SEAL trainee’s death ruled homicide

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SAN DIEGO – The death of a Navy SEAL trainee who died in May during a "drown proofing" exercise has been ruled a homicide by the San Diego County Medical Examiner.

Seaman James Lovelace, 21, died May 6 after he had difficulty in a swimming pool while participating in a rigorous training program known as Basic Underwater Demolition/SEAL (BUD/S) at a base in Coronado. He was pulled out of the water and later died.


The Medical Examiner's report ruled the cause of death drowning and the manner of death homicide, citing actions taken by SEAL trainers during the exercise.

"Although the manner of death could be considered by some as an accident, especially given that the decedent was in a rigorous training program that was meant to simulate an 'adverse' environment, it is our opinion that the actions, and inactions, of the instructors and other individuals involved were excessive and directly contributed to the death, and the manner of death is best classified as homicide," the report said.

Investigators with the Medical Examiner's Office reviewed security video of the training exercise as part of the autopsy investigation. The exercise, called Combat Swimmer Orientation, involved treading water in fatigues and boots. Instructors in the water made things more difficult by splashing, making waves and yelling at the trainees. However, the instructors were reportedly told not to dunk or pull the trainees underwater.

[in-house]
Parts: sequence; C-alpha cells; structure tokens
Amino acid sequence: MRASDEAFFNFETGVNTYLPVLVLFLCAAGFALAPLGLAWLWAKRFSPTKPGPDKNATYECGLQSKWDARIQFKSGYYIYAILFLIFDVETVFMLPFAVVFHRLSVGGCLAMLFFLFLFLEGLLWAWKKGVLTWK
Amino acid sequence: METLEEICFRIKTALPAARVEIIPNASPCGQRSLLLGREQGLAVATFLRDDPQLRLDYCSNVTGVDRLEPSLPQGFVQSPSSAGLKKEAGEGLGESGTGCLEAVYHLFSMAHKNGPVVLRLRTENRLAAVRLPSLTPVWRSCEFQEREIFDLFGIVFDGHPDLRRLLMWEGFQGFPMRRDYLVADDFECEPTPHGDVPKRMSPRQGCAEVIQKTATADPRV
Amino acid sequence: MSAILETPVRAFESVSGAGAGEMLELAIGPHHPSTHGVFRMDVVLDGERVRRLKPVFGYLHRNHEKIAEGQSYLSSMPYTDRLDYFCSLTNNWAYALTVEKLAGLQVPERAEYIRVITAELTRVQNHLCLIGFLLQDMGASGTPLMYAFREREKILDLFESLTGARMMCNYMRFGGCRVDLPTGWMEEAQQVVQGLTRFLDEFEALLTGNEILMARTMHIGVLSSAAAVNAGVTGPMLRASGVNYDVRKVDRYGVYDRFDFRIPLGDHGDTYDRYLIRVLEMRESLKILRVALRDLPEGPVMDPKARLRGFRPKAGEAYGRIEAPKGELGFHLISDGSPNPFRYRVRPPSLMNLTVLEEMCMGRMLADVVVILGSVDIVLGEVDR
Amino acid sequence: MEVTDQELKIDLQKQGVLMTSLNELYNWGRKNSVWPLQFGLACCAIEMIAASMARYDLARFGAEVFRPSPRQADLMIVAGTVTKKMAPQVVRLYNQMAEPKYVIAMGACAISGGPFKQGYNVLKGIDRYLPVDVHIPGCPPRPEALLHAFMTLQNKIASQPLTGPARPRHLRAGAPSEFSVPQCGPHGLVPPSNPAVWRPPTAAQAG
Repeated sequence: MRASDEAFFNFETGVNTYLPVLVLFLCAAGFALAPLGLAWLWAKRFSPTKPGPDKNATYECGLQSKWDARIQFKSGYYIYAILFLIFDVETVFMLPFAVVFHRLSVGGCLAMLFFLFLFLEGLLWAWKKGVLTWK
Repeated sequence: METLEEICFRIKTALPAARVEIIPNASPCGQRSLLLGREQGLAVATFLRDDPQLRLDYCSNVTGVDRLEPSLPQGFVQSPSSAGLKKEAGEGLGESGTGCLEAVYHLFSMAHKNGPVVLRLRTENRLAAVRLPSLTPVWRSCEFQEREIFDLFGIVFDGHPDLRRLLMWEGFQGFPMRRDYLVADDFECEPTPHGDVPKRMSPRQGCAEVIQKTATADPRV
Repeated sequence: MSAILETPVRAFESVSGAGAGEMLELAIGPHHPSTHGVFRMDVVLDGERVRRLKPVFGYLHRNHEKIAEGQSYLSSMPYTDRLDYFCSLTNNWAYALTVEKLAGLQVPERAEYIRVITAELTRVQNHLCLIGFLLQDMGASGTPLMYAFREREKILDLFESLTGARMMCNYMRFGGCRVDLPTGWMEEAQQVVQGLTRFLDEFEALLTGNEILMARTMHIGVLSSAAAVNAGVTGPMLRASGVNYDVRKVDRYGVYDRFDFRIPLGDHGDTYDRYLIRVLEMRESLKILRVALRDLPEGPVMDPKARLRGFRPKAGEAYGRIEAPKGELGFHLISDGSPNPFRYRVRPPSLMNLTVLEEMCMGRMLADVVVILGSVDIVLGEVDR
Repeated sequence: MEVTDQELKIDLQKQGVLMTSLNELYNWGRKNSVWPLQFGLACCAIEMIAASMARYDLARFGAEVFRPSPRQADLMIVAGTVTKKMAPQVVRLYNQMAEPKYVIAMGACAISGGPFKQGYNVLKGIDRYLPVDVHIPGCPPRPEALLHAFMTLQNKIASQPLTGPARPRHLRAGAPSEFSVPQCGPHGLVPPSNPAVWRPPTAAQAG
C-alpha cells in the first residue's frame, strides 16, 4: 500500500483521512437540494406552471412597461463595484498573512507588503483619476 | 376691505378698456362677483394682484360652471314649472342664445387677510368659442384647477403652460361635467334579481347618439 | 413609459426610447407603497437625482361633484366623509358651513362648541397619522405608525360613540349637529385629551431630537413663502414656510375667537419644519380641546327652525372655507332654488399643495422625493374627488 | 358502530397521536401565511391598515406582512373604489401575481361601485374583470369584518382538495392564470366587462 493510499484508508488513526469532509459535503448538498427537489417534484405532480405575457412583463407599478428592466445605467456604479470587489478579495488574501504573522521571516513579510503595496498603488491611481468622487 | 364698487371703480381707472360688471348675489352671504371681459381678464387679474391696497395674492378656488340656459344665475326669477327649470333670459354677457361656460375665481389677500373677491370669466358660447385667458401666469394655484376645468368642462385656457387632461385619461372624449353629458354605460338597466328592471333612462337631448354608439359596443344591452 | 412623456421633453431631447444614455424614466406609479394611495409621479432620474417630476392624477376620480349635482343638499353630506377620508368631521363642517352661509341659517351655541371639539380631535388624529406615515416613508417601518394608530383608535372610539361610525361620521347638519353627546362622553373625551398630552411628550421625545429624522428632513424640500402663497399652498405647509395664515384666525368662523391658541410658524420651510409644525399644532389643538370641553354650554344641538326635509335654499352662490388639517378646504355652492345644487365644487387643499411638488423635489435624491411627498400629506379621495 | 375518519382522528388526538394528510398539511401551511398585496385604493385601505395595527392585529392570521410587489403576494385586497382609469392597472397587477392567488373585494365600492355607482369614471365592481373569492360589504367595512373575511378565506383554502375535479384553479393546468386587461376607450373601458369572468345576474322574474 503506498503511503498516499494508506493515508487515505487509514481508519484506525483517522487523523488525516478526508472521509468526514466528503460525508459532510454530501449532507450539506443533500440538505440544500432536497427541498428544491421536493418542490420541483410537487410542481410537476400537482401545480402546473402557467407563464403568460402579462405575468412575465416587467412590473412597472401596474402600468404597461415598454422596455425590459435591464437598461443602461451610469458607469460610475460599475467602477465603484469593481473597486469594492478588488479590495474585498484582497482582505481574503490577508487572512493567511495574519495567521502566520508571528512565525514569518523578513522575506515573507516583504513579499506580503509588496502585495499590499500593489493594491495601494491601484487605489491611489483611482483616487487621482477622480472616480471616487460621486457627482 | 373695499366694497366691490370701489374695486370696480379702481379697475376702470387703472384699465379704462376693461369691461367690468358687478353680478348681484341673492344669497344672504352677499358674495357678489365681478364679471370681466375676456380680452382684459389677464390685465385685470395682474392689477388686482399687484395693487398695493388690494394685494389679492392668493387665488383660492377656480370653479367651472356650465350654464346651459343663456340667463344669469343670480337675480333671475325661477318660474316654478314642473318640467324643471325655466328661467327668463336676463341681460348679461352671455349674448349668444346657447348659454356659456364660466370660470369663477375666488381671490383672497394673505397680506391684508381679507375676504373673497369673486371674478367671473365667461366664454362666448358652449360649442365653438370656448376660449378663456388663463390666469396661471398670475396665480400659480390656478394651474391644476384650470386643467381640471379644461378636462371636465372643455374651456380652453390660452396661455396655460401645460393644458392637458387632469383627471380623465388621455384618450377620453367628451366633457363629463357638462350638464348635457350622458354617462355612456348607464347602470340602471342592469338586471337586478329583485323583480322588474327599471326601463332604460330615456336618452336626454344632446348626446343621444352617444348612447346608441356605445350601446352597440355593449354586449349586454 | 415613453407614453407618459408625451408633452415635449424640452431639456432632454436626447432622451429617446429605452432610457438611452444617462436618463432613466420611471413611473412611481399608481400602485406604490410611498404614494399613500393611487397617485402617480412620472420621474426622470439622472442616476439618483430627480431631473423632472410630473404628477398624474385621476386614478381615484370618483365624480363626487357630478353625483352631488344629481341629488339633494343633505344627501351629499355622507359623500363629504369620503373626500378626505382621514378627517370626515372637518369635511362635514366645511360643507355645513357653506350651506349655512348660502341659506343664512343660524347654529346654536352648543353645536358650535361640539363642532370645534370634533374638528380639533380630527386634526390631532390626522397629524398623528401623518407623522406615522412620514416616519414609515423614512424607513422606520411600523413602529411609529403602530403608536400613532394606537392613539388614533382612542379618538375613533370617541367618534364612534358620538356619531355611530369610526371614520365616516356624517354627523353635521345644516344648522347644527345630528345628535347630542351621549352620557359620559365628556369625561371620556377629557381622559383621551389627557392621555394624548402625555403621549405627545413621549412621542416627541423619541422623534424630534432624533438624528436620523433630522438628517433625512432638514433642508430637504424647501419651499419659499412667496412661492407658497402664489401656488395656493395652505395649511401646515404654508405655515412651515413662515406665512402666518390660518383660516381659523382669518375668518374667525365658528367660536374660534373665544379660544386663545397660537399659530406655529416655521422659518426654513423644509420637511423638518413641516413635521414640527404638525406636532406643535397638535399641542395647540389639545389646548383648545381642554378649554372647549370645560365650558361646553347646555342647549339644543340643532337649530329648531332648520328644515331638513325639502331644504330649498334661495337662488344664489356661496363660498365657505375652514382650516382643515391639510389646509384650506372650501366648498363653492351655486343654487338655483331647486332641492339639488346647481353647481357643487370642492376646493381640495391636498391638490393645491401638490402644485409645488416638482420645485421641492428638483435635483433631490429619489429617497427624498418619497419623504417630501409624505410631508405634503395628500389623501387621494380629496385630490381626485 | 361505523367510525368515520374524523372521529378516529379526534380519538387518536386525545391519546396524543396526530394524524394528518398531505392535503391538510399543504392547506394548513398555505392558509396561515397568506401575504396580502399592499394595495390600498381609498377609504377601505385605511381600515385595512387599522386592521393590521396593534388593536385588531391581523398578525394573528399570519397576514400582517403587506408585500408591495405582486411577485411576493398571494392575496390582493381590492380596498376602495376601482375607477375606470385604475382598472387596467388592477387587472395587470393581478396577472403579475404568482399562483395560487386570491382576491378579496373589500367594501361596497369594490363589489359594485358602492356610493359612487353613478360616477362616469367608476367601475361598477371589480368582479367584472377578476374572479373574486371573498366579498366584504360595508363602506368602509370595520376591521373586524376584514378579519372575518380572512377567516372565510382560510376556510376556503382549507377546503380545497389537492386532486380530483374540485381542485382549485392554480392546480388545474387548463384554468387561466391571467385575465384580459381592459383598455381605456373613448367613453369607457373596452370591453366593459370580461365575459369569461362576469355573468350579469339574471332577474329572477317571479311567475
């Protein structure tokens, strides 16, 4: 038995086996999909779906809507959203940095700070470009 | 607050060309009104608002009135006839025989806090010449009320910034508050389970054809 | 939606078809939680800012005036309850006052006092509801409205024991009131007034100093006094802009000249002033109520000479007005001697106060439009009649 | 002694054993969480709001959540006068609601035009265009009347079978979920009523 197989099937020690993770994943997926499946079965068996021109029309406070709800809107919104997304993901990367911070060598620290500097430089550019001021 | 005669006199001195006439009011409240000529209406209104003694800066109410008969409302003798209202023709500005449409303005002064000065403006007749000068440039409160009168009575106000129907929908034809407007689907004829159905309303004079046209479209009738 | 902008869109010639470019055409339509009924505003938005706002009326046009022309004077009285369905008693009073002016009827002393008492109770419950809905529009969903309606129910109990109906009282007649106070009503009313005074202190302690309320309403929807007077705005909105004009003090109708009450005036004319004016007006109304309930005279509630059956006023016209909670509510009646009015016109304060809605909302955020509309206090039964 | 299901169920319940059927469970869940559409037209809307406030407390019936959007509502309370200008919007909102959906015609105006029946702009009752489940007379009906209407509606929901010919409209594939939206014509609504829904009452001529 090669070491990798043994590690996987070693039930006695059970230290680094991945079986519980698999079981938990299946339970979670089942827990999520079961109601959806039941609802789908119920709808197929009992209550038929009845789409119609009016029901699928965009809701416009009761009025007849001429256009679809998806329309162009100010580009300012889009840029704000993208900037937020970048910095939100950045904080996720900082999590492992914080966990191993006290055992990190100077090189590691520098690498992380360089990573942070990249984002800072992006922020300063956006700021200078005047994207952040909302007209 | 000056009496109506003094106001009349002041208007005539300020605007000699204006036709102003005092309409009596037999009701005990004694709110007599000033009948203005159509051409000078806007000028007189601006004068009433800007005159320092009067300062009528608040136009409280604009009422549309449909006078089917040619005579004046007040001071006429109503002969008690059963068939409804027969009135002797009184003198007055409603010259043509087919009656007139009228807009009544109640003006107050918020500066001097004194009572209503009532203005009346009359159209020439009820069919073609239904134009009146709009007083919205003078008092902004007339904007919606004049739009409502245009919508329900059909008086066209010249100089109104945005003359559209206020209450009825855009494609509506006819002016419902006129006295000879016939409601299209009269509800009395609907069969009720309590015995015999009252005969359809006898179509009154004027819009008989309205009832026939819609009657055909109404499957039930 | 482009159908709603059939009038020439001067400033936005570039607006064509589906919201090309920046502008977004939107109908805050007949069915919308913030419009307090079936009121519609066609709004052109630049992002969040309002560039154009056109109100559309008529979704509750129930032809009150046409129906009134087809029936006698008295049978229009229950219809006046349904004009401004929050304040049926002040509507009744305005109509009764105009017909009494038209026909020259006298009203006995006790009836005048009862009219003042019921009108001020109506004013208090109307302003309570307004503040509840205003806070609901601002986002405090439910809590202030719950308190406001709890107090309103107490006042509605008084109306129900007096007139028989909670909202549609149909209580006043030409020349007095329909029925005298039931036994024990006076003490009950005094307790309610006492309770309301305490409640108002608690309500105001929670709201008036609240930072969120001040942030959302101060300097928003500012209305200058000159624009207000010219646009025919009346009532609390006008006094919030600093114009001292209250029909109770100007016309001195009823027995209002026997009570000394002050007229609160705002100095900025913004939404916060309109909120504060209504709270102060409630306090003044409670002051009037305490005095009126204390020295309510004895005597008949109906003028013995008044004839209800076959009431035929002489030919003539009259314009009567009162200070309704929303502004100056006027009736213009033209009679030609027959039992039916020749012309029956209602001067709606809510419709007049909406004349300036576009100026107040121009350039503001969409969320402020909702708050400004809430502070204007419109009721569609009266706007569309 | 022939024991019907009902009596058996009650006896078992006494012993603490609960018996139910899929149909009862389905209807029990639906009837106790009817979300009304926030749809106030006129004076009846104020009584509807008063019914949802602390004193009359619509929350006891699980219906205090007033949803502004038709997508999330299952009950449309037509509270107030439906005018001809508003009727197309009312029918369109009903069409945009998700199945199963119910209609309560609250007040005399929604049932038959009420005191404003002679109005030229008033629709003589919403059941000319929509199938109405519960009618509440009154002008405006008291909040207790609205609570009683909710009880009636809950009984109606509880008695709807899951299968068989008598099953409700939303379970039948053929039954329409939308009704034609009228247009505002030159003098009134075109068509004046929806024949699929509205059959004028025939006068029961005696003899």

According to the report, the video showed an instructor follow Lovelace around the pool for about five minutes, continually splashing him and dunking him underwater several times.

Several witnesses told the investigator that Lovelace was struggling during the event. They said his face was purple and his lips were blue.

The Navy said that its internal investigation of Lovelace's training death has not concluded.

"We respect the integrity of the investigative process and await their final report," Lt. Trevor Davids said in a written statement. "In addition to these ongoing investigations, we have taken immediate actions to assess ourselves, our training, instructors, curriculum, safety oversight, and procedures."


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